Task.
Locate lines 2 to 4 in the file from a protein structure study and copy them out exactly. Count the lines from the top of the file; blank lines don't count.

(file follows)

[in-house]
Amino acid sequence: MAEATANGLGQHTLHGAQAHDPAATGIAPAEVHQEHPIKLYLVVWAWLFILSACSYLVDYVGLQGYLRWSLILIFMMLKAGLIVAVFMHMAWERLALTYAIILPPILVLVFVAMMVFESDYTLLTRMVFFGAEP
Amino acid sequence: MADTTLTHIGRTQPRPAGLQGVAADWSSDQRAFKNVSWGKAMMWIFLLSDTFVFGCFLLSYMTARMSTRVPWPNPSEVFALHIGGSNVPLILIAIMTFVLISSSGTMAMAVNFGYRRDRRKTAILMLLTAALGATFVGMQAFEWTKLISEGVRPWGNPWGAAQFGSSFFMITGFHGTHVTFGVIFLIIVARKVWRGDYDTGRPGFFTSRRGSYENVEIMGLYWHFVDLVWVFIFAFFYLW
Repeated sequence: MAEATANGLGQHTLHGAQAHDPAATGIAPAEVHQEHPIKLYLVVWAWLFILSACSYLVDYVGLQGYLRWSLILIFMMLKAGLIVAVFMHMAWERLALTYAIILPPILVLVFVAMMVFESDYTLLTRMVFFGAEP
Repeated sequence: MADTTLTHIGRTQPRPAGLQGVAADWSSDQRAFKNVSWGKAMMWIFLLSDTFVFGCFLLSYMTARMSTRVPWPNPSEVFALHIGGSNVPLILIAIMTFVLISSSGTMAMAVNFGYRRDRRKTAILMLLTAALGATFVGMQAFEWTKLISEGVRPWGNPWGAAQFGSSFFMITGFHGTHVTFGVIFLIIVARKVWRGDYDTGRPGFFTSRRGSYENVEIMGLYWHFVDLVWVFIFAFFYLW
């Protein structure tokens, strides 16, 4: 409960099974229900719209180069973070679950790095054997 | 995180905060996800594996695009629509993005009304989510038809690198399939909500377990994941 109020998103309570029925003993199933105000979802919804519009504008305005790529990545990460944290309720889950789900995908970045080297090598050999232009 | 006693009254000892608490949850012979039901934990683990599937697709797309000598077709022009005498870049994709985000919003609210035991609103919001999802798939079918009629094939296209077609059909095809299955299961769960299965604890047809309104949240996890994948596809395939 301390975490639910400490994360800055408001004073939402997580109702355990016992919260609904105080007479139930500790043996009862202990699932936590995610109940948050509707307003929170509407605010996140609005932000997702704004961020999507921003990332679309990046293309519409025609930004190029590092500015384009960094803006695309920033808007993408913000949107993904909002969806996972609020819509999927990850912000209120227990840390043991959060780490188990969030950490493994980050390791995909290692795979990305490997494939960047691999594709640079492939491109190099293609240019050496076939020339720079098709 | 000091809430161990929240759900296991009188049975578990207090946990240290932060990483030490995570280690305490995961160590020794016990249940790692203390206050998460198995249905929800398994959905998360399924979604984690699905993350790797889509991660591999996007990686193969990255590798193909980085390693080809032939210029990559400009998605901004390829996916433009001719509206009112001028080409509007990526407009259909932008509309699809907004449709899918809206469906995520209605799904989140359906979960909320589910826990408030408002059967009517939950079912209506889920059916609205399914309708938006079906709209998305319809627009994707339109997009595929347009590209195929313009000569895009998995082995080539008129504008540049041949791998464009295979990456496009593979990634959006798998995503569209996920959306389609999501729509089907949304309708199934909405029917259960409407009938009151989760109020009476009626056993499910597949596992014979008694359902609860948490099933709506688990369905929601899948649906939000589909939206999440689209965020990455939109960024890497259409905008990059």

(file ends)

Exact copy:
Amino acid sequence: MAEATANGLGQHTLHGAQAHDPAATGIAPAEVHQEHPIKLYLVVWAWLFILSACSYLVDYVGLQGYLRWSLILIFMMLKAGLIVAVFMHMAWERLALTYAIILPPILVLVFVAMMVFESDYTLLTRMVFFGAEP
Amino acid sequence: MADTTLTHIGRTQPRPAGLQGVAADWSSDQRAFKNVSWGKAMMWIFLLSDTFVFGCFLLSYMTARMSTRVPWPNPSEVFALHIGGSNVPLILIAIMTFVLISSSGTMAMAVNFGYRRDRRKTAILMLLTAALGATFVGMQAFEWTKLISEGVRPWGNPWGAAQFGSSFFMITGFHGTHVTFGVIFLIIVARKVWRGDYDTGRPGFFTSRRGSYENVEIMGLYWHFVDLVWVFIFAFFYLW
Repeated sequence: MAEATANGLGQHTLHGAQAHDPAATGIAPAEVHQEHPIKLYLVVWAWLFILSACSYLVDYVGLQGYLRWSLILIFMMLKAGLIVAVFMHMAWERLALTYAIILPPILVLVFVAMMVFESDYTLLTRMVFFGAEP